A Muslim can know if he is fulfilling the condition of true faith mentioned in these hadiths. When the Prophet was asked about how one could tell if he was treating his neighbours well, he said, “If you hear them saying, ‘You have done well,’ then you have done well. If you hear them saying, ‘You have done evil,’ then you have done evil.” [Ahmad]

Compiled From:
"Commentary on the Forty Hadith of an-Nawawi" - Jamaal al-Din M. Zarabozo, Vol. 2, pp. 646, 647



Though the laws and rites that the prophets and messengers brought differed in numerous ways, fasting was one of the essential matters of faith that they all came with. This shows us that the practice of fasting is one of the greatest acts of worship.

When Allah draws the attention of the Muslims to the fact that they are not the only ones to observe this act of worship, it is an encouragement for us. All of the prophets fasted, as did all the religious communities of old. This strengthens our hearts to observe what Allah commanded us, as well as those who came before us, to observe.

Fasting is a prescription from Allah for spiritual development. It is an intensive course in moral character. It is a good idea for a fasting person to make a conscious intention from the beginning of Ramad?n to develop one or more aspects of his or her character, and to monitor the progress made throughout the month.

Fasting is a spiritual challenge. This is one of the ways it benefits those who are unaccustomed to avoiding sin. While fasting, they have to restrain themselves from engaging in lawful things as well, and this makes them more God-conscious, and more acutely aware of the magnitude of their sins. It is a shock to their system, but it is shock therapy that takes a gradual pace and provides many benefits. It is one in which the patient actively participates, since the fasting person willingly engages in this new experience of self-restraint.

The underlying purpose of fasting is to help Muslims in their spiritual development so they can become more God-fearing. Allah did not impose fasting on us to punish us or to make things difficult by depriving us of what we desire. Instead, He prescribed it for us to make us more God-conscious.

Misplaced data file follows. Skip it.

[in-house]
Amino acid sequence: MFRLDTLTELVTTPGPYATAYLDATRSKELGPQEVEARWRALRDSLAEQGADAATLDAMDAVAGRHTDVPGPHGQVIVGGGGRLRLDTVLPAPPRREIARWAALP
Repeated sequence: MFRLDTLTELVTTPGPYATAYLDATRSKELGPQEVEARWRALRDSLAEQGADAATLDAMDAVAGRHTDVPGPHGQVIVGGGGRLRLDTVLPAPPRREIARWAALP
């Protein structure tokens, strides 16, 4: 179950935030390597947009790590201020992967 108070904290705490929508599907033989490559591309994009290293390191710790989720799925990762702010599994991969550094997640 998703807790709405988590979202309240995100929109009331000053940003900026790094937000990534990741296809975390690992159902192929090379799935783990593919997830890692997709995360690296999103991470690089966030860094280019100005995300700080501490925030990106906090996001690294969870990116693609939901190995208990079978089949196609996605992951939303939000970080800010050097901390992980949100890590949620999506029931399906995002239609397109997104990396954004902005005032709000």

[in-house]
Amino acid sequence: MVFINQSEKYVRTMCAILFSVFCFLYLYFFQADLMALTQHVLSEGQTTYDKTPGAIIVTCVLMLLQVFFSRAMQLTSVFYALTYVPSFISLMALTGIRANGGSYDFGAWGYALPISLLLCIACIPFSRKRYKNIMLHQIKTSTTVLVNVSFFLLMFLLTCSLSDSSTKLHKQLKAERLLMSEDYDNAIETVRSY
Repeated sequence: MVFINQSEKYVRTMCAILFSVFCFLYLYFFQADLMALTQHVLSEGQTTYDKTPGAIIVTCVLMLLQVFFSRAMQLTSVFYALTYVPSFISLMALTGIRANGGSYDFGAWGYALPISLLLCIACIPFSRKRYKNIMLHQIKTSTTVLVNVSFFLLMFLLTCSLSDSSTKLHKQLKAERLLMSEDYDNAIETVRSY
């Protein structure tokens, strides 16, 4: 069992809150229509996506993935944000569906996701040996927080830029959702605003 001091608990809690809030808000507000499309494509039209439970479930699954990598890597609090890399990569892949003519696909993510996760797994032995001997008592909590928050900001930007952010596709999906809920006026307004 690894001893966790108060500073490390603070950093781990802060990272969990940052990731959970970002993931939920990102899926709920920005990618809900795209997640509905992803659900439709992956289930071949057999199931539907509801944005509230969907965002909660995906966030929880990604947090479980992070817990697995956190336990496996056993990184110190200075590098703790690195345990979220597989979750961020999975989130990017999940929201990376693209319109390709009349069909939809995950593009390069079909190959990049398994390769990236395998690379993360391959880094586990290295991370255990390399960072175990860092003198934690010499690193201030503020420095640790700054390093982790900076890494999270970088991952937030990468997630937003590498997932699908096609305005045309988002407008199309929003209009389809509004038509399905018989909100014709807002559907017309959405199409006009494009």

Fasting is a chance for us to show our willingness to give up something we desire for His sake. Our moral development requires us to rein in many of our desires. This is not easy. It requires effort and takes patience. In this way, we strengthen ourselves so we can live wholesome, ethical lives.

One of the most destructive ways to live life is through the unchecked pursuit of our desires, without considering the harm that our actions can cause for ourselves and others. A person who lives in this way has no self-control and no ability to engage in anything that requires effort.

By depriving ourselves of food, drink, and other lawful pleasures for Allah’s sake as an act of worship and devotion, we fortify our hearts and triumph over our desires. It makes it easier for us to stay away from sin. What is the point in depriving ourselves of food and drink if we are going to persist in slander, suspicion, rumour-mongering, and cheating?

When we go through the day in Ramad?n hungry and thirsty from fasting, we should recall to mind the reasons why we fast. We should keep in mind that fasting is supposed to develop our moral character and make us better people.

Compiled From:
"The Immeasurable Importance of Fasting" - Salman al-Oadah